For Ella Yates, leader of the green action Club’s (GAC) tree planting initiative and senior, parks are not just a place to enjoy nature; they are a place to maintain it.
“The parks are very important for a couple different reasons. Obviously, they are a habitat for animals, plants and trees which are really good for sucking carbon out of the air,” Yates said. “I know it doesn’t seem like just one tree is super effective, but throughout its lifetime it can take a couple cars’ emissions out of the sky, which is pretty cool.”
Yates is not alone in this sentiment. In fact, according to the National Recreation and Park Association, trees in urban areas eliminate over 90 million metric tons of carbon emissions per year. To put this in perspective, this is equivalent to getting rid of over 19 million cars.
It is important to note that the federal government utilizes the National Park Service (NPS), an agency of the Department of the Interior established in 1916, to manage hundreds of national parks including the famous Yellowstone National Park. But despite such efforts, around 54% of Americans still say the federal government is not doing enough to protect national parks, according to a 2020 Pew Research Center study.
Many environmentally-conscious people in this community said they believe the government could do more and that efforts should not be limited to just national parks but rather should apply to the conservation of local parks and state parks as well.
Further exemplifying this importance, Svitlana Ramer, volunteer coordinator for Carmel Clay Parks and Recreation (CCPR), said such maintenance is necessary due to the benefits these parks provide for the community. Ramer said these include storm water control.
“Carmel is a pretty built-up community; there’s a lot of roads, there’s a lot of parking lots, there’s a lot of residential developments—when the rain comes, it has nowhere to go,” Ramer said. “It needs to run off somewhere and get into the ground. It can get through concrete or pavement and so parks provide really valuable areas for the water to go into the ground or into ‘bioswales’ so that the rest of the town doesn’t get flooded. So we need these areas of open earth with plants and trees that will take up all of that water.”
According to National Geographic, there are several human-induced phenomena that can damage parks such as climate change and littering, as well as water and air pollution. However, according to Biology teacher Fran Rushing, one issue that people may often overlook are invasive species.
“(When) there’s no control over (the) growth of the invasive species, there’s nothing that’s preying on it or controlling and minimizing its growth. So it just has a population explosion,” Rushing said. “And when it does that, it can crowd out and take the place of the natural species that were there and had evolved to be there. And by changing that whole system, it could potentially cause some pretty serious damage.”
According to the NPS, community members can reduce the amount of invasive species through simple tasks such as planting native plants and cleaning shoes before walking in the parks.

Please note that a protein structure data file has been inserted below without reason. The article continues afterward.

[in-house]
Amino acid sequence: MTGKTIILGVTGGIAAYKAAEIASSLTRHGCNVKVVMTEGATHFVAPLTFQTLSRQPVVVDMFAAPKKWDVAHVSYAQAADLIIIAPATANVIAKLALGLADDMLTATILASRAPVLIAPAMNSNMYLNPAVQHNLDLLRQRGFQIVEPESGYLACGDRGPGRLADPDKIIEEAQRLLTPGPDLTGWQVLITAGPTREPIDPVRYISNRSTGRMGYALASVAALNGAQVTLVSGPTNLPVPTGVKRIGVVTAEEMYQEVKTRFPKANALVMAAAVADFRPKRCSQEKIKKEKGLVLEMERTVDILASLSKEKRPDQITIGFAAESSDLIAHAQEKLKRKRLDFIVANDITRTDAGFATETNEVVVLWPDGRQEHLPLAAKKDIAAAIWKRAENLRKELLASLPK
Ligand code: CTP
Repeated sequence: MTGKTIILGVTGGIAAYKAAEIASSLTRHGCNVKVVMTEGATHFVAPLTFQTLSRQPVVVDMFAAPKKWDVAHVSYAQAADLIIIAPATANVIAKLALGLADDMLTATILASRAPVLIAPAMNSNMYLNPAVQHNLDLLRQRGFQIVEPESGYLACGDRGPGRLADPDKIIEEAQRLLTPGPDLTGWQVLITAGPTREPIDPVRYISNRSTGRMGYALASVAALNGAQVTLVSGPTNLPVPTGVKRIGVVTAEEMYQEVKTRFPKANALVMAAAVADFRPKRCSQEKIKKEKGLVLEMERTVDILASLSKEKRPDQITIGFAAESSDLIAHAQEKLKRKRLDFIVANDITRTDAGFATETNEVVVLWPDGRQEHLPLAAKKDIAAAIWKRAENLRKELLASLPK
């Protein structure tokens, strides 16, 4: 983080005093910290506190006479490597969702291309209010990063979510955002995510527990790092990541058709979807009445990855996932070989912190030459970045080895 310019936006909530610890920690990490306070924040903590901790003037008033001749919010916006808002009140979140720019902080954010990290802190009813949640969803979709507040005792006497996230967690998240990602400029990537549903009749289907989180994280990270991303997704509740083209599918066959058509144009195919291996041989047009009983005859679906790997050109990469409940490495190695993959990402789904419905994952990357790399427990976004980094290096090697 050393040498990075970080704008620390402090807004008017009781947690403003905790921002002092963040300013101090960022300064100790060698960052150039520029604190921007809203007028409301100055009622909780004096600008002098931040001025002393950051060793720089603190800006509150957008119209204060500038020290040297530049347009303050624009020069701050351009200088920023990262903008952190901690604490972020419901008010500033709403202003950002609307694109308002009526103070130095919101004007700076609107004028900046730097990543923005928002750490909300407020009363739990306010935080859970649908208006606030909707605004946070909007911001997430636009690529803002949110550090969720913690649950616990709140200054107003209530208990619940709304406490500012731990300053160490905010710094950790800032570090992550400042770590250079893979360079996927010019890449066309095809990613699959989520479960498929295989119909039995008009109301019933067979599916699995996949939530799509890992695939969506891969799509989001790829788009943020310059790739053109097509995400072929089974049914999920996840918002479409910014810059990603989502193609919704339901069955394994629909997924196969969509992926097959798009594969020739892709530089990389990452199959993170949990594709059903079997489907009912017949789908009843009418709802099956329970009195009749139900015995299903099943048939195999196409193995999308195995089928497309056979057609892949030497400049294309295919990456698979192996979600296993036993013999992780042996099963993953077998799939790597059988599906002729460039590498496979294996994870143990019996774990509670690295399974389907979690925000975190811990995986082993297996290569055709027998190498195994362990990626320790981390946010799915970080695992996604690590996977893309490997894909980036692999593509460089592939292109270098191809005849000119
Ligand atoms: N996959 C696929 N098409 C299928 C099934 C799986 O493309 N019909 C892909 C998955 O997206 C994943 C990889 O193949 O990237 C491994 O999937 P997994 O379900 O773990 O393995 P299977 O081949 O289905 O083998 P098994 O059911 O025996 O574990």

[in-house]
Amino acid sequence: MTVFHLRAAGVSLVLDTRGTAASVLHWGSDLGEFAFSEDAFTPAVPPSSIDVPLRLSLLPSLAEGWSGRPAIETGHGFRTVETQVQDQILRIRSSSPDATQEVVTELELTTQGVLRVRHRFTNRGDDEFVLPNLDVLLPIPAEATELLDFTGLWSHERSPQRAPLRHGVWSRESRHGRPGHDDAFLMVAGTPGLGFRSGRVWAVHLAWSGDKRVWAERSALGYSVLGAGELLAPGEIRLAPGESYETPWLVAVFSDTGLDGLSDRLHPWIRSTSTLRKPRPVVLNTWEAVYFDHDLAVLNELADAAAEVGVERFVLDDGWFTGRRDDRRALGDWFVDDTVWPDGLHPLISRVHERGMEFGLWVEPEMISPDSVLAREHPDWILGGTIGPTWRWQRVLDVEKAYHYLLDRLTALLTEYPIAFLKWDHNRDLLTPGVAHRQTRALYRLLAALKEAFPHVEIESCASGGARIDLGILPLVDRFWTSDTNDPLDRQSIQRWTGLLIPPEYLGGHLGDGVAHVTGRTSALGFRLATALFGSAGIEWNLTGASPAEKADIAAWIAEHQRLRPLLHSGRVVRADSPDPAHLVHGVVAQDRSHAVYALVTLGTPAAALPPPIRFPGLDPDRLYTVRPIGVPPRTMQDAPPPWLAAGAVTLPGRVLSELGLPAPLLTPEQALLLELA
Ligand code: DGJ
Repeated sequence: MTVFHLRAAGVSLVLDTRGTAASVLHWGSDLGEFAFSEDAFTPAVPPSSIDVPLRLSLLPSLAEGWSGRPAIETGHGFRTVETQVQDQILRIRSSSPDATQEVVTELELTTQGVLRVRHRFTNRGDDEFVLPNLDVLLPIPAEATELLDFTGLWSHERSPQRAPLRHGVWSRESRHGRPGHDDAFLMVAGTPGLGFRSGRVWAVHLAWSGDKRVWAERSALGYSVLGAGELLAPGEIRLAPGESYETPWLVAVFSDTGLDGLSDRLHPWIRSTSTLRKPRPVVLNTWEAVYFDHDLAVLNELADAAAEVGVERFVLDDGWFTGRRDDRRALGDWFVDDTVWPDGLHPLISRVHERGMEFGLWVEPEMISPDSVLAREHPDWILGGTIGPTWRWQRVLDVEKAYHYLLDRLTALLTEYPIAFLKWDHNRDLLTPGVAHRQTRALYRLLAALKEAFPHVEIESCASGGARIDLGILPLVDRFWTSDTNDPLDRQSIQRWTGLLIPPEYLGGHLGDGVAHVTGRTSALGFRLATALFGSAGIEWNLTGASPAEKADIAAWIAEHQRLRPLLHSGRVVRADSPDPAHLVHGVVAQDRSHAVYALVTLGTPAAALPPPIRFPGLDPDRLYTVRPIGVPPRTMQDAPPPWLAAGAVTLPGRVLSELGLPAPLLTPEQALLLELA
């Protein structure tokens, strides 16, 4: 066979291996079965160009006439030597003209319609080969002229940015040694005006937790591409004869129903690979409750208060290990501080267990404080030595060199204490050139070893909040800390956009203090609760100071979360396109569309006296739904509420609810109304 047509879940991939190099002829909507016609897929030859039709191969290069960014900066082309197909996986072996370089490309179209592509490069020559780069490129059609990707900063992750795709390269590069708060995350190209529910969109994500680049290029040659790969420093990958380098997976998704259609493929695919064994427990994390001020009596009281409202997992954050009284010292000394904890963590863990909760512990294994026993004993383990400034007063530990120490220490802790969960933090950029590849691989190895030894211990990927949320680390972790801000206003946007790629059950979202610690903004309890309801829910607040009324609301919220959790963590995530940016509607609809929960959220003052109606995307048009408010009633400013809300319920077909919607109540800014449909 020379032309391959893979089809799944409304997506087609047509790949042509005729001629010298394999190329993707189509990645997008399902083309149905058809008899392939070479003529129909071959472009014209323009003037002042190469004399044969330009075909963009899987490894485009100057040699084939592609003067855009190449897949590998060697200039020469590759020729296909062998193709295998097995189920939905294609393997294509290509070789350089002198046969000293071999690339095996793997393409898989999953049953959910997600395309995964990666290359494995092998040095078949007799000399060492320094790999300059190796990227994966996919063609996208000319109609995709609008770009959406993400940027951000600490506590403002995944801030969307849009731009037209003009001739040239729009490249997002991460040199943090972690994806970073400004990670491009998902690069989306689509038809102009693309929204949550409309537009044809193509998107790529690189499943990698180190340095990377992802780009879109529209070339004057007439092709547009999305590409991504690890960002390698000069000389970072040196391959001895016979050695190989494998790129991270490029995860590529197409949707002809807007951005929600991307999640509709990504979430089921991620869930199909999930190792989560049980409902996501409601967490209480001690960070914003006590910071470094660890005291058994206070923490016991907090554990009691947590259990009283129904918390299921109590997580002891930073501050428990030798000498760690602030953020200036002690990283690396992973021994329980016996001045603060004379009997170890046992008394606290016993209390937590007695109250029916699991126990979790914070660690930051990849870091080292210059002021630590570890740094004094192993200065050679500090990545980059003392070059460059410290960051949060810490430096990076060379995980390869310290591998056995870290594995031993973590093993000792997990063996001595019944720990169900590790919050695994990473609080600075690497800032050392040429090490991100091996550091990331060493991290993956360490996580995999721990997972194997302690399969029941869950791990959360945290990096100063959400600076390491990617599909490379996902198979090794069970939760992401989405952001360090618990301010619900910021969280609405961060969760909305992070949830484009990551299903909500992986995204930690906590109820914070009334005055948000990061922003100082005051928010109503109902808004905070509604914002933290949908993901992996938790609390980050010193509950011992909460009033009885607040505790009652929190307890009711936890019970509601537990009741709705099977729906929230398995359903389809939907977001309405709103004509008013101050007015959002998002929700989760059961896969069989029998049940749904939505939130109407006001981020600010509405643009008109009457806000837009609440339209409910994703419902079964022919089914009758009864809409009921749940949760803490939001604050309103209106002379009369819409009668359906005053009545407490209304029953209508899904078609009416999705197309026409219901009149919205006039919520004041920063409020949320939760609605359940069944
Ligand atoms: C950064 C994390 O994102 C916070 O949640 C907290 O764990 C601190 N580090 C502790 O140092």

However, with regards to the development of local parks, Ramer said, there is a fine line between making environmentally-friendly decisions while also adhering to community desires as seen in Bear Creek Park.
“That’s the dance, that’s the magic, that’s making sure that all of that can happen because we can’t…So we try to strike that fine balance the best we can while staying within the budget,” Ramer said. “And while also keeping in mind that we don’t do things that are unreasonable when it comes to natural resource management because that’s what the backbone of the park system is. We need to do good, do good by nature and do good by the people.”
Additionally, Ramer said the public can also play a role in maintaining this backbone of a healthy environment. This can be done through avoiding planting invasive species that can, in turn, harm the local parks by entering them and drive out native plant species.
“(The) Citizen Science programs allow non-scientists to collect scientific-grade data as volunteers,” Ramer said. “And so we currently have five tracks of citizen science. We have bird monitoring, bluebird monitoring— specifically because bluebirds are such an important indicator species—Hoosier Riverwatch stream monitoring, native plant monitoring and invasive plant monitoring.
“So these people have to volunteer three hours a month. And they go out and they have special applications. And they collect data about the types of plants and animals that we have in our parks. And so at the end of the month, our natural resources coordinator (Nicole Ledwith) pulls all of this data. She’s able to tell if our bird monitors found this many of these different types of birds in our habitats are doing pretty well, or if our bluebird monitors said that this many bluebirds laid eggs, and that many little blue birds hatched this summer.”
Furthermore, Yates said she regularly volunteers with the CCPR and encourages others to do the same in order to gain an enlightening and educational experience.
“Last Saturday, I actually picked up trash off the Monon (Trail) with this group. It didn’t seem like there was a lot but after walking around for like an hour or so I had like a full trash bag full of just litter so that was interesting. I’ve also helped with stream monitoring and so I’ve been able to learn why these things are important,” Yates said. “It’s different than just going to the park on the weekends—getting behind the scenes and helping out is really important.”